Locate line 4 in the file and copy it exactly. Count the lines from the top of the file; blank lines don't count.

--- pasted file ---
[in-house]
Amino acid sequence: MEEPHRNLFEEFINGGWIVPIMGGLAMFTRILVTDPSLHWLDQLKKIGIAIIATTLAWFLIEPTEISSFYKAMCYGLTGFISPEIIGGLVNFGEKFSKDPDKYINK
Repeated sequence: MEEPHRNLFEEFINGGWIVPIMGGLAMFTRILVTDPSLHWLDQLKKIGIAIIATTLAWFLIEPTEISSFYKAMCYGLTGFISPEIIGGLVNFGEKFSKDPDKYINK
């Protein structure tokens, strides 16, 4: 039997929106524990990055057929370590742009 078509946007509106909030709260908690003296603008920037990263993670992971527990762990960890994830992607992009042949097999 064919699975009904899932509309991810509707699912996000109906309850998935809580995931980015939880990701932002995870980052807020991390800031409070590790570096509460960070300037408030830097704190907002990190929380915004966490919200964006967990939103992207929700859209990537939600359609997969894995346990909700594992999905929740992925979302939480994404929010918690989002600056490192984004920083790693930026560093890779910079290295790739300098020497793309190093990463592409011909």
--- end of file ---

């Protein structure tokens, strides 16, 4: 039997929106524990990055057929370590742009 078509946007509106909030709260908690003296603008920037990263993670992971527990762990960890994830992607992009042949097999 064919699975009904899932509309991810509707699912996000109906309850998935809580995931980015939880990701932002995870980052807020991390800031409070590790570096509460960070300037408030830097704190907002990190929380915004966490919200964006967990939103992207929700859209990537939600359609997969894995346990909700594992999905929740992925979302939480994404929010918690989002600056490192984004920083790693930026560093890779910079290295790739300098020497793309190093990463592409011909």